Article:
0 Flares 0 Flares ×
Beauty, love and peace are intricately intertwined. What is beautiful has love in it and where there is love, there is peace—eternal bliss. Some people only equate first of these two terms with sexuality and some even equate three of them philosophically with sexuality– like Osho. Lately, I have been finding that these three are visible in music, in food, in restaurants, in your surroundings and even in strangers. Its what I realized while sipping thukpa today at coffee station in Thapathali square.
I have always loved being part of the crowd. Nowadays I am beginning to enjoy solitude. Maybe I love it because it provides me the opportunity to feel the air passing in and out of me. Maybe because it gives me some moments to feel the life around me that is full of strangers who are occupied with their own struggles, defeats and victories. Maybe because these strangers reflect, in their actions and expressions, my own varied moods.
A perfect street side glass partition that allowed full scape view of the people passing to and fro across the busy humming street. A barely crowded square sized table decorated with a pair of spoons and a bowl full of thukpa garnished with perfectly roasted chicken threads. Aroma gently pleading me to treat it deliciously and relishing it to the fullest. Some best musicians playing their solos on high-bass speakers on the yellow shade walls of the restaurants, blended the perfect harmony for me and my moment of solitude.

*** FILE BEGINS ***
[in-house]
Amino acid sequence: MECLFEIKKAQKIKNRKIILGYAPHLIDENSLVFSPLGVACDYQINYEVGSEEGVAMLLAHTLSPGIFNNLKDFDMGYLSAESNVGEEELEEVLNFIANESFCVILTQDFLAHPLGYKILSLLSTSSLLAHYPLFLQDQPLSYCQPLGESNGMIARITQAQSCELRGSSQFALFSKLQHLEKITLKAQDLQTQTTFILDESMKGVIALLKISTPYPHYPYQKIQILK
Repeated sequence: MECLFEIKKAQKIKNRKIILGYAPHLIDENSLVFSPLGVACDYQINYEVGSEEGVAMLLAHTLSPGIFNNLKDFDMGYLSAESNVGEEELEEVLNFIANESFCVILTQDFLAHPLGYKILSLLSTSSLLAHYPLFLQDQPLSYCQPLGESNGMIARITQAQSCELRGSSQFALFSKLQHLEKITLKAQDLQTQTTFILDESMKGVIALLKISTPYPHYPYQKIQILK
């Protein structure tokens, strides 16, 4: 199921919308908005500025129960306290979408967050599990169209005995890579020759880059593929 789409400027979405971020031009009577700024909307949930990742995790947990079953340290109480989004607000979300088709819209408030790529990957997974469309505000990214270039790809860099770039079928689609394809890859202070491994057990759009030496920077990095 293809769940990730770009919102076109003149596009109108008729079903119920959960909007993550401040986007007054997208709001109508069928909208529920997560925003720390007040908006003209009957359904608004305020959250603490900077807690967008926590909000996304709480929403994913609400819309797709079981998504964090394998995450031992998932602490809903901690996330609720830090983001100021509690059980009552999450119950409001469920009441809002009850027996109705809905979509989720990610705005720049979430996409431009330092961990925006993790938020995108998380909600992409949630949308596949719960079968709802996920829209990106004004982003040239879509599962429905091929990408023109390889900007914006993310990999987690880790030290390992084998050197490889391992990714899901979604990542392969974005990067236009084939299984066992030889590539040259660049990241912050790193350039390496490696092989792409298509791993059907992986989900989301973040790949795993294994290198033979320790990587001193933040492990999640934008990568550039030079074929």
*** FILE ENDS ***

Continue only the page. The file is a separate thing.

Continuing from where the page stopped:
Who would not be contemplative in such an ambience? This was the moment that I realized that one could find love where there is beauty and one can find peace where there is love. Warmed by the late afternoon’s sun, all I did was kept looking at the passing crowd and its varied actors that appeared and disappeared in the maddening crowd.
|The Man of the Crowd by Brian Pedley|
“One needs occasionally
to stand aside from
the hum and rush of
human interests and passions
to hear the voices of God.”
— Anna Julia Cooper
While floating in these subtle feelings on the restaurant chair, I could read the expressions on the face of approaching perfect stranger. I thought I was even reading body language from the back of those passing strangers. Some full of rush and worries, some full of joy and happiness, some full of promises, some confident of their ability and yet some other proud and ashamed of their personality and sexuality.
All those people had so much of varied feelings to reflect even though they were all part of the drama staged at same space and time. It was evident that those reflections were not produced at that particular time and space. They were carrying them from their immediate past or were expecting in their immediate future.
Even though we say that we should live in the present without regretting the past or fantasizing for the future, we essentially do that. We don’t have a choice to do it the said way. What would we be in the present without having a flame from the past? What would we do if we didn’t have future-hope to fuel our present?